There are a few words that ruin the day of any Lakers fan when thrown together in a sentence.
They are: pain, knee and Andrew Bynum.
The oft-injured Lakers center sent a tremor through the fan base when he felt pain in his right knee after going up for a rebound Sunday against Toronto.
Even before making his comeback last week against Washington, Bynum was worried about jumping twice in succession under the basket, which is when he felt a twinge Sunday — leaping for a rebound and put-back after missing a layup.
He still felt pain Monday and said his knee felt stiff during practice. "They tell me it's just something I'm going to have to deal with," said Bynum, who had cartilage repaired in his right knee in July.
There was no swelling in the knee, Bynum said, a key indicator that it might not be a big issue. In fact, Lakers Coach Phil Jackson wasn't aware that Bynum was feeling discomfort.
"I didn't hear any report about it. That's news to me," Jackson said. "He came out and practiced today. He's still tiring and that will happen as he gets game conditioning."
What made the soreness worse for Lakers followers: Bynum's effort against the Raptors — 16 points and seven rebounds in 18 minutes — was his best since returning four games ago.
He had been moving slowly through his on-court recovery process and had his worst game a couple of days earlier, an ineffective three-point outing against Philadelphia in which he missed four of five shots.
But he looked sharp against Toronto, making four of six shots and eight of 10 free throws.
"My teammates were looking for me and they passed me the ball in places I was able to do things with it," Bynum said before providing a cautionary note. "It looked a little better than I think where I'm at right now. It looks good on paper, but they're an undermanned Toronto team and I'm not looking too far into it because I know how I'm feeling."
The next three games will be important for Bynum. The Lakers play host to Milwaukee on Tuesday, which means some time for Bynum against Andrew Bogut, who averages a league-best three blocked shots a game. Then the Lakers play Miami on Christmas Day and travel to San Antonio next Tuesday, two headliner games.
Bynum said he was still at least 10 more games from feeling fully conditioned and accustomed to NBA speed, specifically feeling comfortable in the post and correctly reading double teams.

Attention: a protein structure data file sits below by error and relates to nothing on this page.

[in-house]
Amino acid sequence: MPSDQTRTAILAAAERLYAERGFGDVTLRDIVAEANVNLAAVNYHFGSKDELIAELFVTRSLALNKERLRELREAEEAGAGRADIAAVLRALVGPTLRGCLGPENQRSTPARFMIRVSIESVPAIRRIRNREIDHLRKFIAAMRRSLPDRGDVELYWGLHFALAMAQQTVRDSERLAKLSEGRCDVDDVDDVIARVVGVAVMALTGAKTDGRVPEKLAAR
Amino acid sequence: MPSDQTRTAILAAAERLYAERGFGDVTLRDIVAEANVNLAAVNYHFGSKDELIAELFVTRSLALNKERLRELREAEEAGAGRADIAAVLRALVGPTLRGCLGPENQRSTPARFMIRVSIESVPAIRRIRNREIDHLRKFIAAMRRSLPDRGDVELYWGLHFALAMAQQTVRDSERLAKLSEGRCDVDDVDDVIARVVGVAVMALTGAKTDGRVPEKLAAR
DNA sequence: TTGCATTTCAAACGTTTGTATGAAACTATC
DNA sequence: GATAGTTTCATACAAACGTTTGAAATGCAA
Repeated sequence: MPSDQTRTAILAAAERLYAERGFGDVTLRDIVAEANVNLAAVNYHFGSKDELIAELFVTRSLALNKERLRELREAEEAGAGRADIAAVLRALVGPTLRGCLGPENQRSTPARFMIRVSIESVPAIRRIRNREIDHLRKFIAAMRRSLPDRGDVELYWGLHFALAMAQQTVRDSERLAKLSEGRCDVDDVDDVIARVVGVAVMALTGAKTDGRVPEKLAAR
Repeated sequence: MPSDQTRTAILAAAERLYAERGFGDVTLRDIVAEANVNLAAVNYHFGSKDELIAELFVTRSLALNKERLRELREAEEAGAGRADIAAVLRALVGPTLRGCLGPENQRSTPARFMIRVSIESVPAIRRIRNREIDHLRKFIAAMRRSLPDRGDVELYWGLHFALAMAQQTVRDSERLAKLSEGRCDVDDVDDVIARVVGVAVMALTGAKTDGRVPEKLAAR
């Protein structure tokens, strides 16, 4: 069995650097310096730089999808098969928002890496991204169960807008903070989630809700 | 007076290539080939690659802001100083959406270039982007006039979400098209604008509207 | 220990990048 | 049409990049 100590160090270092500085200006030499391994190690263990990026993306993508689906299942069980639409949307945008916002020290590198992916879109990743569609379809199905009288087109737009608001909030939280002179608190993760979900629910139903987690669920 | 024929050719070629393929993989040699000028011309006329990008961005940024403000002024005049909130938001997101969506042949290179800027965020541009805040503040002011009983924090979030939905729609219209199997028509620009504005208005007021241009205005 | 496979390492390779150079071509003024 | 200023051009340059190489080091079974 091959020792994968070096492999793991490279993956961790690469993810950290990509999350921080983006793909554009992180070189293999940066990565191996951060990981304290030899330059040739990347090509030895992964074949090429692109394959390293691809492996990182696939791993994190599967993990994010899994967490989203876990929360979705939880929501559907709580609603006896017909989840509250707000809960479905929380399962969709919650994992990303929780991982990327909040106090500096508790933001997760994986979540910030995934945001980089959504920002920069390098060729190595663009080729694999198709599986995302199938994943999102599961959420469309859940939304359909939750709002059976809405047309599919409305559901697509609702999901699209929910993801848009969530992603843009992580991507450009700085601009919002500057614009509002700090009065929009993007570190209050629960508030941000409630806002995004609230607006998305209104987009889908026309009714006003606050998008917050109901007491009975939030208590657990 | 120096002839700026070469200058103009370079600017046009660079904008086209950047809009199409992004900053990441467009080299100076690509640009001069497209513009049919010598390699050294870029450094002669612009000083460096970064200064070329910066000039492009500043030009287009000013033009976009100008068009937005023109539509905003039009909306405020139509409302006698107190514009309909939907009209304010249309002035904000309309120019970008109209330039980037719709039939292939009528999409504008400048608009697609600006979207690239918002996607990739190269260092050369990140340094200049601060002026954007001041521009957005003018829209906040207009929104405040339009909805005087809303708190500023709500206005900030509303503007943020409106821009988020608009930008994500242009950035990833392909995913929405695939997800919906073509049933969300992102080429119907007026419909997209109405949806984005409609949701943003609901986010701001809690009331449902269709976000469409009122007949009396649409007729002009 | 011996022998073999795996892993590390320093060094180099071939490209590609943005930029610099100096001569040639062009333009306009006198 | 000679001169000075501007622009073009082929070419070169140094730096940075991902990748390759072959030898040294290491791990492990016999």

"There's so much stuff that you have to get back," he said. "But I can see myself being effective against the [next] three teams . . . just by getting low position and really going out there and trying to make myself big and make myself a big target for my teammates."
He's still not close to starting, Jackson said.
"I just can't tell you until he's got that bounce in his step that says he can now play 30, 35 minutes," Jackson said. "Right now we're content with how we're doing it."
Home sweet home
The other benefit to going 5-1 on their six-game trip was the ground covered by the Lakers in the "away" department.
The Lakers are now a solid 11-5 on the road and have played substantially more away games than San Antonio (10) and Dallas (10), who are both ahead of the Lakers in the Western Conference standings. In fact, only one NBA team (Minnesota) has played fewer home games than the Lakers' 12.
San Antonio leads the Lakers by three games in the West but soon begins a cumbersome road schedule with eight away games in January and a nine-game trip in February.
Then again, the Lakers wouldn't be looking up at Dallas or San Antonio if they hadn't had a four-game losing streak a few weeks ago.
"That four-game slip that we had really makes a difference in the standings," Jackson said. "We can't have anything happen like that again during . . . the season because San Antonio has sent a message, and Dallas too, that they're going to be consistent. They're playing strong and they have deep benches and they're going to stay up there in [the] 'wins' column."